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Whether You’re Dating or Married — Be Yourself!

Be yourself; everyone else is already taken. ~ Oscar Wilde

You’ve probably heard it’s best to be yourself. Sounds easy, doesn’t it?

Yet many of us, wanting to please someone with whom we are in a close relationship — or with whom we may hope to be — forget to follow this advice and end up in relationships that are less than fulfilling.

In Dating and Marriage, Know Yourself

Ideally, you’ll make sure that you know who you really are before marrying. You’ll be able to name your strengths, weaknesses, likes and dislikes. Recognize them all, and know we can evolve and grow in whatever direction we choose. We are all works in progress and on a lifelong journey of discovering who we are and what we value. But in the meantime, accept and appreciate who you are now.

Knowing who you are also means being aware of your feelings. We need to recognize and be willing to share our emotions if we want a truly intimate relationship. Sharing feelings makes us vulnerable, which can feel risky, especially if we grew up in family that discouraged expressing them or labeled some feelings as right or wrong. But intimacy requires self-expression. Sharing one’s real self with a partner must happen in order to create a marriage that supports you emotionally and spiritually.

My book, Marriage Meetings for Lasting Love: 30 Minutes a Week to the Relationship You’ve Always Wanted, tells, step by step, how to communicate positively while respecting your authentic self as well as the person with whom you are relating.

Know What You Can Offer

If you need help to know what of value you can bring to a relationship, think about your positive traits. Are you loyal, trustworthy, and kind? Well-organized? Humble? Fun? Do you have a good sense of humor?  Make a list of your good characteristics.

If you’re content with who you are, you needn’t quantify your good aspects because they will emerge naturally. You’ll be appreciated for your presence. Also for your smile, insights, conversation, companionship, ideas, sense of humor, calmness or vibrancy, ability to listen and respond sensitively to another.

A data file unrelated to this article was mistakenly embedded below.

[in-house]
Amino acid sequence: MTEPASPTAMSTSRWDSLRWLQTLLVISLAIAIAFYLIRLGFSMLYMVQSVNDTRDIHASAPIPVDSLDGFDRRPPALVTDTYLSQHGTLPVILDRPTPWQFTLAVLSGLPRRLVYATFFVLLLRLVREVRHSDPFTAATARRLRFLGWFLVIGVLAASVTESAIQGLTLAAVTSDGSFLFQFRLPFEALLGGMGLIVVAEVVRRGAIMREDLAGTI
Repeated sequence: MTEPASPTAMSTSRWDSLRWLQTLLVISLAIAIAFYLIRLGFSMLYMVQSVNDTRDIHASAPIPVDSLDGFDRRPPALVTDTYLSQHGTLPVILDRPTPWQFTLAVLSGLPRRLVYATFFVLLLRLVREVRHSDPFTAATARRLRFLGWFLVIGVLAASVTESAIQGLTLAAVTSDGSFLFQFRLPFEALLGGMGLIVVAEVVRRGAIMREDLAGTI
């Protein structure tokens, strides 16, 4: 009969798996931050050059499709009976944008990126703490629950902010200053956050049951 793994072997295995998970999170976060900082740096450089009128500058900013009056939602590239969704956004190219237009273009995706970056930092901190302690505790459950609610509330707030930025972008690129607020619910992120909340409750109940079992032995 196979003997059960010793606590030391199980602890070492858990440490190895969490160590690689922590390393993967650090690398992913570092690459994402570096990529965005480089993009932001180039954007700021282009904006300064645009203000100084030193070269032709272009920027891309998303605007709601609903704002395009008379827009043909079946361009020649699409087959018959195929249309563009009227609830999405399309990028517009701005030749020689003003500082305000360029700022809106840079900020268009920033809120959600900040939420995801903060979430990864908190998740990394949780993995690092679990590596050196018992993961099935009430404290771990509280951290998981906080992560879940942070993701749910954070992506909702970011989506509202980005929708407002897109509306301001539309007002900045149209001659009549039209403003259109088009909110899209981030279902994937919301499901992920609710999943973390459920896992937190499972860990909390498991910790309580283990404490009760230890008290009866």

By being yourself, you are giving whoever you are with a unique and wonderful gift. If they like the real you, fine. If not, that’s fine too because you’ll realize that the two of you are not a good fit for a lasting, satisfying relationship and you can move on promptly.

Gaining Inner Contentment

Anyone who expects to blossom only after Prince (or Princess) Charming comes along and marries you is seriously mistaken. If you are not acting consistently with your essential self, how can you expect to create an authentic relationship?

If you first develop a sound, honest relationship with yourself, your glow (or aura, if you think that way) will attract the right person to the real you, with your own unique combination of fine qualities.

You are likely to enjoy dating much more after you become best friends forever with yourself. Even if the one you’re with doesn’t turn out be “the one,” being yourself is much more fun and relaxing than being in people-pleasing mode. Being yourself can be contagious because it tends to inspire who you are with to do the same.

Self-Knowledge Fosters a Good Marriage

Before thinking of marrying anyone in particular, make sure you know who you really are, what strengths you possess, your likes and dislikes, and what you feel at any time. Also be aware of your weaknesses; areas in which you can improve. Do not deny any of these. We can evolve and grow in whatever direction we choose. We are all works in progress and on a lifelong journey of discovering who we are and what we value. And in the meantime, accept and love who you are now.

J. Bicking / Shutterstock.com

Whether You’re Dating or Married — Be Yourself!


Marcia Naomi Berger, MSW, LCSW

Marcia Naomi Berger, MSW, LCSW, author of Marriage Meetings for Lasting Love: 30 Minutes a Week to the Relationship You’ve Always Wanted (New World Library, 2014), has a private psychotherapy practice in San Rafael, California. She offers and workshops for couples and singles, and continuing education classes for therapists at NASW conferences and online. She has taught also at the UCSF School of Medicine, UC Berkeley Extension, and Alliant International University. A former executive director of a family service agency, she earlier held senior level positions in child welfare, alcoholism treatment, and psychiatry.


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APA Reference
Berger, M. (2018). Whether You’re Dating or Married — Be Yourself!. Psych Central. Retrieved on September 15, 2019, from https://psychcentral.com/blog/whether-youre-dating-or-married-be-yourself/
Scientifically Reviewed
Last updated: 8 Jul 2018
Last reviewed: By a member of our scientific advisory board on 8 Jul 2018
Published on Psych Central.com. All rights reserved.